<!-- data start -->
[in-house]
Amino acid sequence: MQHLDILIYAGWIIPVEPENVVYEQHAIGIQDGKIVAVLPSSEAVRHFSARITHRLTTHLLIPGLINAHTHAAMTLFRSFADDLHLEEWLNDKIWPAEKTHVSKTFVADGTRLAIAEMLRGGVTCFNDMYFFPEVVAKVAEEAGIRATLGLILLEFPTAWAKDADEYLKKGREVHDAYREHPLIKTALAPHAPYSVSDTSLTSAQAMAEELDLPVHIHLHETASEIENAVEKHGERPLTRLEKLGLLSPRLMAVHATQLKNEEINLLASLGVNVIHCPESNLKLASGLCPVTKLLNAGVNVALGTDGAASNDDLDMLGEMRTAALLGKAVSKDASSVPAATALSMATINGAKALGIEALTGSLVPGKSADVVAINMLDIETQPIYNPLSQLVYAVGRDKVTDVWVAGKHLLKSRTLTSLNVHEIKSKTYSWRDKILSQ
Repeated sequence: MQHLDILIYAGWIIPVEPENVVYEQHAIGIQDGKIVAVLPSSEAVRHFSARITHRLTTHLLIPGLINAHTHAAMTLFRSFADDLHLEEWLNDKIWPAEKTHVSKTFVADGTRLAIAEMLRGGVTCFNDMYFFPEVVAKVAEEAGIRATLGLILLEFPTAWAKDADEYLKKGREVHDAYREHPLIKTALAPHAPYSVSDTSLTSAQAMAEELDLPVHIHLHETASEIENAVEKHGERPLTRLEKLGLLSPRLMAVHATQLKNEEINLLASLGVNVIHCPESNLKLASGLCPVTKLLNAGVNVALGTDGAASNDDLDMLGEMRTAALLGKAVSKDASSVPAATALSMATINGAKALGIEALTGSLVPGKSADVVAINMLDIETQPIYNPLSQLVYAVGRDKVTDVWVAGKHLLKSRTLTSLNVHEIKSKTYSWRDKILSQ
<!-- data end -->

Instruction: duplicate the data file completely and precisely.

[in-house]
Amino acid sequence: MQHLDILIYAGWIIPVEPENVVYEQHAIGIQDGKIVAVLPSSEAVRHFSARITHRLTTHLLIPGLINAHTHAAMTLFRSFADDLHLEEWLNDKIWPAEKTHVSKTFVADGTRLAIAEMLRGGVTCFNDMYFFPEVVAKVAEEAGIRATLGLILLEFPTAWAKDADEYLKKGREVHDAYREHPLIKTALAPHAPYSVSDTSLTSAQAMAEELDLPVHIHLHETASEIENAVEKHGERPLTRLEKLGLLSPRLMAVHATQLKNEEINLLASLGVNVIHCPESNLKLASGLCPVTKLLNAGVNVALGTDGAASNDDLDMLGEMRTAALLGKAVSKDASSVPAATALSMATINGAKALGIEALTGSLVPGKSADVVAINMLDIETQPIYNPLSQLVYAVGRDKVTDVWVAGKHLLKSRTLTSLNVHEIKSKTYSWRDKILSQ
Repeated sequence: MQHLDILIYAGWIIPVEPENVVYEQHAIGIQDGKIVAVLPSSEAVRHFSARITHRLTTHLLIPGLINAHTHAAMTLFRSFADDLHLEEWLNDKIWPAEKTHVSKTFVADGTRLAIAEMLRGGVTCFNDMYFFPEVVAKVAEEAGIRATLGLILLEFPTAWAKDADEYLKKGREVHDAYREHPLIKTALAPHAPYSVSDTSLTSAQAMAEELDLPVHIHLHETASEIENAVEKHGERPLTRLEKLGLLSPRLMAVHATQLKNEEINLLASLGVNVIHCPESNLKLASGLCPVTKLLNAGVNVALGTDGAASNDDLDMLGEMRTAALLGKAVSKDASSVPAATALSMATINGAKALGIEALTGSLVPGKSADVVAINMLDIETQPIYNPLSQLVYAVGRDKVTDVWVAGKHLLKSRTLTSLNVHEIKSKTYSWRDKILSQ